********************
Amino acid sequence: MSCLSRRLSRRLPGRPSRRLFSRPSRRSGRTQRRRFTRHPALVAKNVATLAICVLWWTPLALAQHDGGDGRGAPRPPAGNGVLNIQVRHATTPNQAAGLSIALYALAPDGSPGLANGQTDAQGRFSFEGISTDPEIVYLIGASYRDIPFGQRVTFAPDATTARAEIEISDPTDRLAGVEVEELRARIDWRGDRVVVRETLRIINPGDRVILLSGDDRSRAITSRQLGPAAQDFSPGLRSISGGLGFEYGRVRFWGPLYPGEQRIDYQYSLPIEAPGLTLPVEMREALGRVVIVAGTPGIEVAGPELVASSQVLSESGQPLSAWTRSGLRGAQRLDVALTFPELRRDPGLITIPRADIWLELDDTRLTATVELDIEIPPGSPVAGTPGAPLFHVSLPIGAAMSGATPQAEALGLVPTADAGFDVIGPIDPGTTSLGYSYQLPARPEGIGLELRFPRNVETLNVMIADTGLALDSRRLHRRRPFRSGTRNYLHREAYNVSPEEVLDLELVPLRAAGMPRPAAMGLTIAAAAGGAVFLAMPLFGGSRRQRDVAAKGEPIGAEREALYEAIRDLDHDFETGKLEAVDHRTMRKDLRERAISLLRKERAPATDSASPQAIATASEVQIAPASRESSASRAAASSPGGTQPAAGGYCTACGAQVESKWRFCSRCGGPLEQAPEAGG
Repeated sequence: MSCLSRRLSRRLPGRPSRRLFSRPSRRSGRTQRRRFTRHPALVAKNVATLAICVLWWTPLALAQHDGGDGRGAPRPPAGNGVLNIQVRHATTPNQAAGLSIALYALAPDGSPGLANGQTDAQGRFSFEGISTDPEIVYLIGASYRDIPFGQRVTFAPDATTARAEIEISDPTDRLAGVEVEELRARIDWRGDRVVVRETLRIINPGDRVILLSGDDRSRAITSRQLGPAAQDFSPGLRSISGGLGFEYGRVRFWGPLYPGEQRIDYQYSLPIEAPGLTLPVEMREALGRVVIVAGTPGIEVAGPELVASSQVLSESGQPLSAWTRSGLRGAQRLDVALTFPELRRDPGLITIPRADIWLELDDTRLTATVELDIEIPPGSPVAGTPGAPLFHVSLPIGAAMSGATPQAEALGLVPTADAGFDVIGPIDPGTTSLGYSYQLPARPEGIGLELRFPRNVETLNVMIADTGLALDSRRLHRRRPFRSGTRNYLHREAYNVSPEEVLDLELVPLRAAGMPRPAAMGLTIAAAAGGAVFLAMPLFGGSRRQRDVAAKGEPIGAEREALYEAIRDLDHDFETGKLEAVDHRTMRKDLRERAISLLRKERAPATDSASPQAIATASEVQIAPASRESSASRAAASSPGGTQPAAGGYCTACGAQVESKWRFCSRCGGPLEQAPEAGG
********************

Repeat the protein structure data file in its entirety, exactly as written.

Amino acid sequence: MSCLSRRLSRRLPGRPSRRLFSRPSRRSGRTQRRRFTRHPALVAKNVATLAICVLWWTPLALAQHDGGDGRGAPRPPAGNGVLNIQVRHATTPNQAAGLSIALYALAPDGSPGLANGQTDAQGRFSFEGISTDPEIVYLIGASYRDIPFGQRVTFAPDATTARAEIEISDPTDRLAGVEVEELRARIDWRGDRVVVRETLRIINPGDRVILLSGDDRSRAITSRQLGPAAQDFSPGLRSISGGLGFEYGRVRFWGPLYPGEQRIDYQYSLPIEAPGLTLPVEMREALGRVVIVAGTPGIEVAGPELVASSQVLSESGQPLSAWTRSGLRGAQRLDVALTFPELRRDPGLITIPRADIWLELDDTRLTATVELDIEIPPGSPVAGTPGAPLFHVSLPIGAAMSGATPQAEALGLVPTADAGFDVIGPIDPGTTSLGYSYQLPARPEGIGLELRFPRNVETLNVMIADTGLALDSRRLHRRRPFRSGTRNYLHREAYNVSPEEVLDLELVPLRAAGMPRPAAMGLTIAAAAGGAVFLAMPLFGGSRRQRDVAAKGEPIGAEREALYEAIRDLDHDFETGKLEAVDHRTMRKDLRERAISLLRKERAPATDSASPQAIATASEVQIAPASRESSASRAAASSPGGTQPAAGGYCTACGAQVESKWRFCSRCGGPLEQAPEAGG
Repeated sequence: MSCLSRRLSRRLPGRPSRRLFSRPSRRSGRTQRRRFTRHPALVAKNVATLAICVLWWTPLALAQHDGGDGRGAPRPPAGNGVLNIQVRHATTPNQAAGLSIALYALAPDGSPGLANGQTDAQGRFSFEGISTDPEIVYLIGASYRDIPFGQRVTFAPDATTARAEIEISDPTDRLAGVEVEELRARIDWRGDRVVVRETLRIINPGDRVILLSGDDRSRAITSRQLGPAAQDFSPGLRSISGGLGFEYGRVRFWGPLYPGEQRIDYQYSLPIEAPGLTLPVEMREALGRVVIVAGTPGIEVAGPELVASSQVLSESGQPLSAWTRSGLRGAQRLDVALTFPELRRDPGLITIPRADIWLELDDTRLTATVELDIEIPPGSPVAGTPGAPLFHVSLPIGAAMSGATPQAEALGLVPTADAGFDVIGPIDPGTTSLGYSYQLPARPEGIGLELRFPRNVETLNVMIADTGLALDSRRLHRRRPFRSGTRNYLHREAYNVSPEEVLDLELVPLRAAGMPRPAAMGLTIAAAAGGAVFLAMPLFGGSRRQRDVAAKGEPIGAEREALYEAIRDLDHDFETGKLEAVDHRTMRKDLRERAISLLRKERAPATDSASPQAIATASEVQIAPASRESSASRAAASSPGGTQPAAGGYCTACGAQVESKWRFCSRCGGPLEQAPEAGG